'History of Art' – Gavin Turk
Curated by James Putnam
November 24, 2017– February 15, 2018
Mimmo Scognamiglio Artecontemporanea,Milan
?History of Art? brings together paintings and sculptures by Gavin Turk juxtaposed with a selection of works by modern masters which have been kindly loaned from private collections in Italy, the UK and Germany, including Turk?s own collection. Gavin Turk draws inspiration from and responds to the work of specific artists ? Albers, Beuys, Boetti, Cesar, Duchamp, Dali, Fontana, Judd, Klein, Magritte, and Pollock ? and also references Hirst?s more contemporary medicine cabinets.
The artist has played with the recycling of art history throughout his oeuvre. His responses to other artists? often innovative works, play with the way these can be reduced to stylistic clich? or stereotypes that become their recognisable distinctive ?trademarks?. He works with imagery and motifs, often combining two or three artist references in a single painting or sculpture. He reshapes these art historical clich? together with his own to create something new and different.
Turk?s six-panel image ?Widower? is inspired both by Duchamp?s ?Fresh Widow? (1920) and Magritte?s ?The Key to Dreams? (1930). The latter was used on the cover of John Berger?s influential book Ways of Seeing (1970), in which Berger maintained that our perception is governed by what we know and what we believe, rather than what is ?real?. Turk has created a response to Berger?s book cover for his exhibition invitation as if to prompt questions about art and its relationship to thought and reality.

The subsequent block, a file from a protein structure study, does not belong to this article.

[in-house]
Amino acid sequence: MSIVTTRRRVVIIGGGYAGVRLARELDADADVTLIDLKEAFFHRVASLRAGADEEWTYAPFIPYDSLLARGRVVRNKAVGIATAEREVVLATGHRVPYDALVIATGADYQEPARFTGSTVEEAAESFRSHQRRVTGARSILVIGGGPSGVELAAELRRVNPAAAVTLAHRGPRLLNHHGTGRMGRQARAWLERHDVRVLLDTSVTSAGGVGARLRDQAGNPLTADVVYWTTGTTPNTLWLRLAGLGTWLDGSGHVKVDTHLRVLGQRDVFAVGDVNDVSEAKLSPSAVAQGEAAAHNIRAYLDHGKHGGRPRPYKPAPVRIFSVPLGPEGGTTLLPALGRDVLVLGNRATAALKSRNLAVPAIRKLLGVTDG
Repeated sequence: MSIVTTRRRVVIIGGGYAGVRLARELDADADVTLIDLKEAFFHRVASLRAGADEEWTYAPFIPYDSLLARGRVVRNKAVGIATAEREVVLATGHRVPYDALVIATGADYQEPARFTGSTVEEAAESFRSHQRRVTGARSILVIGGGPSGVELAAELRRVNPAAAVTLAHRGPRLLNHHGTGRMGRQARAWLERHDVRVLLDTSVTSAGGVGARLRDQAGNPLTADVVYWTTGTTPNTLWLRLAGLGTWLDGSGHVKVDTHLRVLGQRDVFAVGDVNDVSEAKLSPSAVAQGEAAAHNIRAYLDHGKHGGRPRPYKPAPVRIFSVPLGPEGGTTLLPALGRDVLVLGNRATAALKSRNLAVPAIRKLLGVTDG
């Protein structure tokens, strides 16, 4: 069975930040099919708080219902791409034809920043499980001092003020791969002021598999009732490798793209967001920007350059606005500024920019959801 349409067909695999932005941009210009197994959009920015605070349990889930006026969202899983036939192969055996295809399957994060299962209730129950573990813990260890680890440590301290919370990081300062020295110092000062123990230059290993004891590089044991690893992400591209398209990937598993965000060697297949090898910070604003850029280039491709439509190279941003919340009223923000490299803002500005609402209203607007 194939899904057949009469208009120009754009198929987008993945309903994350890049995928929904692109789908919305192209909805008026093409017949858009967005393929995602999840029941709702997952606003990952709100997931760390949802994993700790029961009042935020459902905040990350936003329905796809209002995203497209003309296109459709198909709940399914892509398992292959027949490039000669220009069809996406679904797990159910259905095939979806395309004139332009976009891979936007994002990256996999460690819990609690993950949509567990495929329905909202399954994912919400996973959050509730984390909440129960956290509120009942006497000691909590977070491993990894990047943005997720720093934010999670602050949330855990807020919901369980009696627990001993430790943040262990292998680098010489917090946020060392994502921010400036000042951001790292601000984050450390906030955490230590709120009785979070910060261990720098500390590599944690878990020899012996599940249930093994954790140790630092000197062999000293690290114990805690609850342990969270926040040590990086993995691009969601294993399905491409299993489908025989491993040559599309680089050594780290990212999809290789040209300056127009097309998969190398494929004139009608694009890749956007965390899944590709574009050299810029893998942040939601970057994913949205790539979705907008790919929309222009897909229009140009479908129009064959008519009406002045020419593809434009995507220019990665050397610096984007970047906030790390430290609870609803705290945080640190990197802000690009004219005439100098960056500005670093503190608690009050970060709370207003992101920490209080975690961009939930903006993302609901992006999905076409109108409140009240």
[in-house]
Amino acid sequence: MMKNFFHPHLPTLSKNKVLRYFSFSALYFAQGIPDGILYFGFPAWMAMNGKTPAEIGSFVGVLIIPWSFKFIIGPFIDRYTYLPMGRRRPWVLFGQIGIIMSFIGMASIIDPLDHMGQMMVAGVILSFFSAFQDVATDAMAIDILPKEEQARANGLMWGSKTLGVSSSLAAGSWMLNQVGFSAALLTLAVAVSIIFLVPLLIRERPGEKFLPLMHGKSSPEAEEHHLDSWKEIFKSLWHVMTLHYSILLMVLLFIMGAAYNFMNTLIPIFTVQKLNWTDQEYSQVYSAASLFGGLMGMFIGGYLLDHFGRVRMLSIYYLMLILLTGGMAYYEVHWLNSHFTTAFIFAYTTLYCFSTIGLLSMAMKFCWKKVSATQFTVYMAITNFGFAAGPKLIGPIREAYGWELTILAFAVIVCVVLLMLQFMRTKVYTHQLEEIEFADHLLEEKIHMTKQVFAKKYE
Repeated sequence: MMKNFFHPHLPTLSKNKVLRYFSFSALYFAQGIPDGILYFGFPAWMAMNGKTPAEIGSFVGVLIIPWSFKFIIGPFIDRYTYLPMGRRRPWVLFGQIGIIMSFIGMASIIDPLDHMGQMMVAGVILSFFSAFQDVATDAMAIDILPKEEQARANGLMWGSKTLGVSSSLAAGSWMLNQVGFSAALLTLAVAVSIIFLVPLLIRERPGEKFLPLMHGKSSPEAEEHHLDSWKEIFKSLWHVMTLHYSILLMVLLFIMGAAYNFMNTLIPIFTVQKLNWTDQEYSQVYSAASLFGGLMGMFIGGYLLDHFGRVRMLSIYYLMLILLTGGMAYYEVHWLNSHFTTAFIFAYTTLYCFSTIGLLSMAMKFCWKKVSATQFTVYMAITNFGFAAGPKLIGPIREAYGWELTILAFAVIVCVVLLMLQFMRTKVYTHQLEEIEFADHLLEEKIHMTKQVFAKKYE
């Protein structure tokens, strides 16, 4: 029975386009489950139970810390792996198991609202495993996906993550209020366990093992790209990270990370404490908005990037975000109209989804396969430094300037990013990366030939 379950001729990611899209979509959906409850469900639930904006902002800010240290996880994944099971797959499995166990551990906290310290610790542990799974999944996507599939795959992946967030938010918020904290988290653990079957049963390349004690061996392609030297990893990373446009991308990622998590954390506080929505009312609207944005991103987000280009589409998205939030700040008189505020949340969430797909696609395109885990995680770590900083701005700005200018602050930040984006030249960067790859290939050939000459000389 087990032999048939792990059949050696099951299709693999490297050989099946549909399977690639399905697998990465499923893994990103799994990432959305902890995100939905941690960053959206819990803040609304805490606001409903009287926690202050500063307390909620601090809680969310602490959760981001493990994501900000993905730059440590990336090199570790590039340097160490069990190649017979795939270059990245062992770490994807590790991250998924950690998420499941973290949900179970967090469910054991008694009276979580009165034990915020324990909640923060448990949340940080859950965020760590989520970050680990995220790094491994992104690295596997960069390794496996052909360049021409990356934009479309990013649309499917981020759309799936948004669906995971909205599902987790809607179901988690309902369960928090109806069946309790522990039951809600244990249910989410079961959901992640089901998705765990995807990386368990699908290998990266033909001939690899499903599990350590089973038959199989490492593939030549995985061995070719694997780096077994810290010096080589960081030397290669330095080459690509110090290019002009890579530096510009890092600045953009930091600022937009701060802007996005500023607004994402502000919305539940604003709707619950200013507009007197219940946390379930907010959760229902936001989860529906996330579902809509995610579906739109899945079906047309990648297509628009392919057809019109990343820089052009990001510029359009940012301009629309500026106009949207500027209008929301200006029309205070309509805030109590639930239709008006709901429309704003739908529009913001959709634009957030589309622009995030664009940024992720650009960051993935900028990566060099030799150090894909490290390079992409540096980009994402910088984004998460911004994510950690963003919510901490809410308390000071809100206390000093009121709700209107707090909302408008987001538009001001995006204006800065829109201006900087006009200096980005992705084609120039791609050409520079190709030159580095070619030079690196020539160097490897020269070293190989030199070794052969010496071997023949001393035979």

Like Duchamp, Turk makes puns and wordplays in his titles as a central element within his work. Adopting the principle of the readymade, he often uses discarded ?found objects?, thereby transforming the valueless into the precious. He is also fascinated with the validating function of the artist?s signature as a means of bestowing both aesthetic and commercial value on the artwork, rather like a brand or logo.
Turk?s carefully considered appropriations or borrowings critique the notion of originality and our perception of the historic avant-garde. ?History of Art? raises issues about the ?myth? of the artist, the iconic work of art, and the ?originality? of its authorship and its subsequent market value.
Turk?s imaginative homages to other artists? work are intended to provoke serious thought into deeper questions about identity and authenticity. They both reanimate and challenge the old avant-garde myths and re-instate the critiques of authorship proposed by Duchamp as well as artists who use appropriation, such as Sherrie Levine. He excavates the foundations of art history and questions how the appraisal, originality and commodity value of works of art affect their meaning.